(18303) 1980 PU è Binario

Grande soddisfazine nell'aver contribuito alla scoperta di questo nuovo asteroide binario. dall'osservtorio di San Marcello, comìne Martina Maestripeiri, sono state ottenute due sessioni sservative. Era richiesta una precisione di 0.02 mag ed almeno 4 ore conseguitve di osservazione.






e cosi il 10 ottobre esce la
CBET 4676: (18303)1980 PU Binary
 V. Benishek, Belgrade Astronomical Observatory; P. Pravec and P.
Kusnirak, Ondrejov Observatory; R. Durkee, Shed of Science South
Observatory,
Pontotoc, TX, U.S.A.; D. Pray, Sugarloaf Mountain Observatory, South
Deerfield, MA, U.S.A.; V. Chiorny and O. Mikhalchenko, Kharkiv Observatory;
M. Husarik and M. Pikler, Skalnate Pleso Observatory; J. Oey, Blue Mountains
Observatory, Leura, NSW, Australia; P. Bacci and M. Maestripieri,
Astronomical Observatory, San Marcello Pistoiese, Italy; and A. Aznar, Isaac
Aznar Observatory, Alcublas, Valencia, Spain, report that photometric
observations taken with a 0.35-m telescope at the Sopot Observatory in
Serbia, a 0.50-m telescope at the Shed of Science South Observatory, a
0.50-m telescope at the Sugarloaf Mountain Observatory, a 0.70-m telescope
at the Chuguev station of the Kharkiv Observatory in Ukraine, a 0.61-m
telescope at the Skalnate Pleso Observatory, a 0.35-m telescope at the Blue
Mountains Observatory, a 0.60-m telescope at the San Marcello Pistoiese
Observatory, and a 0.35-m telescope at the Isaac Aznar Observatory during
Aug. 10-Oct. 2 reveal that minor planet (18303) is a binary system with an
orbital period of 12.270 +/- 0.003 hr.  The primary shows a period of
2.72627 +/- 0.00010 hr and has a lightcurve amplitude of 0.10 magnitude at
solar phases 4-14 degrees, suggesting a nearly spheroidal shape.  Mutual
eclipse/occultation events that are 0.05 to 0.12 magnitude deep indicate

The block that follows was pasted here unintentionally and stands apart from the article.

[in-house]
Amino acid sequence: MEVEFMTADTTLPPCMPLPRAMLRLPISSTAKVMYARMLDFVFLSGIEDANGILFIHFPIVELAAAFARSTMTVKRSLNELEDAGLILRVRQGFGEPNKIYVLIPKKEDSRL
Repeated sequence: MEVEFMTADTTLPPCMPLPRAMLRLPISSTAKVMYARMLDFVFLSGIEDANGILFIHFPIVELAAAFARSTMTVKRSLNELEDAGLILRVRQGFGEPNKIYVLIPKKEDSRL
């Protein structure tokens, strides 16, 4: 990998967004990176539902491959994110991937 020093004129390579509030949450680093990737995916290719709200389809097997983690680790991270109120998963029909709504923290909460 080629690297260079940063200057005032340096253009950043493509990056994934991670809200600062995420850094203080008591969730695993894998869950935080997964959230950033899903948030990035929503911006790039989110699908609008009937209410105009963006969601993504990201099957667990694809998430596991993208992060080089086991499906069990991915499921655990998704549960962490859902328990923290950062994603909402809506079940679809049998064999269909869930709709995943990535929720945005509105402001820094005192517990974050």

a secondary-to-primary mean-diameter ratio of 0.24 +/- 0.03.

domenica 2 giugno 2019

1999 KW4

In occasione del passaggio ravvicinato dell'asteroide 1999 KW4 la Sezione di Ricerca Asteroidi dell'UAI organizza una diretta dall'Osservatorio Astronomico di San Marcello Pistoiese durante la quale, dopo una breve introduzione, verranno mostrate in diretta le immagini del corpo celeste durante il suo fly-by con la Terra.
L'asteroide scoperto il 20/05/1999 dal telescopio professionale Linear (USA) un NEA classificato come PHA (potenzialmente pericoloso), con un diametro stimato 1,3 km. Ha un periodo di rotazione di 2,7 h ed è accompagnato da un satellite che ruota intorno al corpo primario in 17,4 h confermato da osservazioni radar, con un diametro di circa 0,5 km.
Il 25 maggio l'asteroide si è trovato a circa 0,03 UA dalla Terra ( ~4 488 000 Km) raggiungendo una luminosità di 12,5 Mag., quindi visibile anche con strumenti modesti.
Dal 27 Maggio è visibile in Italia poco dopo il tramonto, basso sull'orizzonte nella costellazione dell'Hydra e del Sestante.
La diretta avrà inizio alle ore 22:00 sulla Pagina Facebook "Asteroid Search" https://www.facebook.com/AsteroidSearch/
QUI ULTERIORI NOTIZIE SULLA NATURA E SCOPERTA DELL'ASTEROIDE 1999 KW4


Della diretta se ne è patato su :

ANSA 



martedì 26 marzo 2019

2012 BW154

Un altra bella soddisfazione con la recovery del TNO 2012 BW154.
Con   M.P.E.C. 2019-F28   del 29 marzo 2019 viene annunciata la recoveru del TNO. osservato solo dal telescopio professionale F51 PanSTARRS e dal nostro osservatorio 104 San Marcello.

L'osservazione fu fatta il nella notte del 29-30 marzo 2017

   K12BF4W KC2017 03 29.88129 10 50 55.63 +16 00 24.5          20.9  SEF028104
   K12BF4W KC2017 03 30.05245 10 50 54.88 +16 00 26.6          20.5  SEF028104
.